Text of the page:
That’s the ‘flipside’ of freedom, and more specifically, freedom in Christ. Jesus doesn’t only release us from the negative: bondage to sin, guilt, performance-based acceptance, the law of sin, etc. He liberates us for the enjoyment of the positive: love, joy, peace, patience, kindness, goodness, faithfulness, gentleness, and self-control, for starters. Remember, “it is for freedom that Christ has set us free. Stand firm, then, and do not let yourselves be burdened again by a yoke of slavery” (Galatians 5:1). Let us not miss what this verse teaches. It gives us the reason why Christ set us free. It says, “it is for freedom that Christ set us free…”. He literally set us free, so that we could experience…freedom.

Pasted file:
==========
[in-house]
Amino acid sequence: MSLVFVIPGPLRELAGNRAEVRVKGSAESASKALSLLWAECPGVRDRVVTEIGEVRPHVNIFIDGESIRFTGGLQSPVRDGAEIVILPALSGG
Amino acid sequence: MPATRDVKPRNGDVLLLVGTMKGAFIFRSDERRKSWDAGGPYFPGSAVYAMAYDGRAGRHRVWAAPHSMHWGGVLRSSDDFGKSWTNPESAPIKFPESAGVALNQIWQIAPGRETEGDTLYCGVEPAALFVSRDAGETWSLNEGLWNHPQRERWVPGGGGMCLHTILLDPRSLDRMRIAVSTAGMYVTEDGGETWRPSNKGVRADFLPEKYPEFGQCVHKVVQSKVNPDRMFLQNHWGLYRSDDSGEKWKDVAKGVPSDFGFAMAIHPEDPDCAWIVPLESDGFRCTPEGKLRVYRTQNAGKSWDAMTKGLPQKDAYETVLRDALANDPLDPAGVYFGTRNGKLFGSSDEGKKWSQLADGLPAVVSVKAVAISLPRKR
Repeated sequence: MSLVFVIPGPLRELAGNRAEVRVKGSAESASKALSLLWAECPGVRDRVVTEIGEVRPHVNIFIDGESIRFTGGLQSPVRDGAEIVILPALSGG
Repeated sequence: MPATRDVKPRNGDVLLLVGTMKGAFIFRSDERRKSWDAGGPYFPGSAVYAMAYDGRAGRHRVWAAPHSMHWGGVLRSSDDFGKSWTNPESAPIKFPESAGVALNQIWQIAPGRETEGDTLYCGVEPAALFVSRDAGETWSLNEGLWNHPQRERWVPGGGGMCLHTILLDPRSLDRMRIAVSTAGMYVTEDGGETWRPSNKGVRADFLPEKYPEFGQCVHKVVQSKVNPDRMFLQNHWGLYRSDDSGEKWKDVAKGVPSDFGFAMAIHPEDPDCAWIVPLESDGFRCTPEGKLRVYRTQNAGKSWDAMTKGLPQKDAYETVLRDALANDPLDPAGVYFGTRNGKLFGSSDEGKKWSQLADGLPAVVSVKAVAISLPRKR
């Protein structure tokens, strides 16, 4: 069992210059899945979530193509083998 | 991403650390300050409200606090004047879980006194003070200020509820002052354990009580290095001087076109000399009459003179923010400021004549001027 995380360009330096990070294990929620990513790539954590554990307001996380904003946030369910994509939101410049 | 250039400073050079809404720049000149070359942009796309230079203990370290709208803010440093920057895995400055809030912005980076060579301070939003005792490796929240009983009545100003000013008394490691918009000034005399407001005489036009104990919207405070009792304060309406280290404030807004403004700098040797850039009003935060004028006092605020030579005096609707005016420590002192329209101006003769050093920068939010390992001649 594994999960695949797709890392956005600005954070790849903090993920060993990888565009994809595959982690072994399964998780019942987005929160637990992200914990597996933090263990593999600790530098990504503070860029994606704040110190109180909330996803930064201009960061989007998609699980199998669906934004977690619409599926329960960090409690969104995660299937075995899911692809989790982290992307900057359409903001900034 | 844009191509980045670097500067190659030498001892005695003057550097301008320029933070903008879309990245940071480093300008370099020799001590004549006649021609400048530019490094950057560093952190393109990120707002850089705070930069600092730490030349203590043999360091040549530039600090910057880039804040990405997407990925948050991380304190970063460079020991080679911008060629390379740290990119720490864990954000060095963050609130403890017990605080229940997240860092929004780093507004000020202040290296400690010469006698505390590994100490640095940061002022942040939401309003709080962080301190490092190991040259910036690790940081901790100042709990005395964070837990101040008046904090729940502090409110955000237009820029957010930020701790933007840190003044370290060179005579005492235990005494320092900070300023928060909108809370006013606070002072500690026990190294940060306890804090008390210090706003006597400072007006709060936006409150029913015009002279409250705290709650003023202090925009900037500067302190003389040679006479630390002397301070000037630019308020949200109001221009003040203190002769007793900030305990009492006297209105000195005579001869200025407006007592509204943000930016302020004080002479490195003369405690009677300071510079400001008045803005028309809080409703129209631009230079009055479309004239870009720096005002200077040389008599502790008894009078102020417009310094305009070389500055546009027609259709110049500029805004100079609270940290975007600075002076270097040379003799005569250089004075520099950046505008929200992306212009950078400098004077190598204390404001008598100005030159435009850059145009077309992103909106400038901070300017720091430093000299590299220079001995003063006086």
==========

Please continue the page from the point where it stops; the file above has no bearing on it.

This means that, as Christians, we can celebrate being released from the yoke of slavery. We can also take great delight in the blessings God has orchestrated for our pleasure. Many experts say that you should not merely try to eliminate a bad habit. If you do, you leave an empty spot for that habit to return. You’ll be more likely to change your behavior if you replace the old habit with a new one. Our mental outlook regarding our fitness should be no different. We are far too focused on what we are giving up: junk food, time, TV or Internet or books, and magazines, money, energy, resources, etc. Instead of focusing only on the sacrifice (i.e., junk food, time, TV, etc.), we should focus on the reward.